A former HSBC executive accused of foreign exchange market manipulation has been arrested and bailed in the UK ahead of a potential battle over his extradition to the US.
Stuart Scott, the bank’s former head of cash trading for Europe, the Middle East and Africa, appeared in a London court earlier this week and was bailed for £100,000.
It comes after Mr Scott and Mark Johnson, HSBC’s global head of foreign exchange cash trading, were accused by US authorities of rigging a $3.5bn currency market trade for oil and gas explorer Cairn Energy in December 2011.
Mr Johnson was dramatically arrested by the FBI as the Briton tried to board a flight from New York’s JFK airport last July but Mr Scott, who left HSBC in late 2014, has remained in the UK, where he lives.
US prosecutors have sought Mr Scott’s extradition and a hearing on the matter has been scheduled for July 31 at Westminster Magistrates’ Court. The 44-year-old is expected to fight the extradition request.
Mr Scott’s lawyer said: “Our client strongly denies the allegations.
“Given there are ongoing proceedings it would be inappropriate to comment further at this time.”
Mr Johnson was bailed and has pleaded not guilty to the charges.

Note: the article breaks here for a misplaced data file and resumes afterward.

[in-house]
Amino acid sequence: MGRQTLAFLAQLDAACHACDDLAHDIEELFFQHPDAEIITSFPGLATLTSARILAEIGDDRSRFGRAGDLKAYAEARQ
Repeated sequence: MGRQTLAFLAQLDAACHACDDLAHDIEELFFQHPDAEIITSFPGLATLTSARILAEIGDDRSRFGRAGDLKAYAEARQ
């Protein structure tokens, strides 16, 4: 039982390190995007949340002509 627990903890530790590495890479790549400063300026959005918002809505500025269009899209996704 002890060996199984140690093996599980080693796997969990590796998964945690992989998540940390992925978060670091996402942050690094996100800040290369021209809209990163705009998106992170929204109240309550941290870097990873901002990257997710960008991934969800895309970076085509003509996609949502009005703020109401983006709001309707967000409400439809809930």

Mark Johnson leaving court in Brooklyn after being granted bail last year
According to documents released by the US Justice Department last year, the pair are accused of “front-running”, whereby they used advance knowledge of the trade to convert $3.5bn to sterling to make a profit of $8m for HSBC and themselves.
When Cairn authorised the trade for £2.25bn – which was the equivalent of $3.5bn – Mr Johnson was recorded on a telephone call as saying to Mr Scott:“Ohhhh, f***king Christmas,” the documents allege.
An HSBC spokesman said: “Stuart Scott left the firm in 2014. We are unable to comment further on personnel issues or matters which are the subject of ongoing legal proceedings.”
The banking industry has been rocked by allegations that firms manipulated the $5 trillion-a-day global currency markets, a scandal that followed hot on the heels of the Libor-rigging revelations.
Seven banks paid out more than $10bn in total between 2014 and 2015 over claims they had misused information and rigged currency benchmarks.
Mr Scott’s arrest comes as HSBC faces further potential allegations of misconduct related to foreign exchange.
Currencies-focused investment firm ECU Group has applied to the commercial court requesting that the bank discloses documents relating to trades HSBC carried out for it 11 years ago. ECU believes the trades were rigged by HSBC.
Spokesmen for ECU and HSBC declined to comment.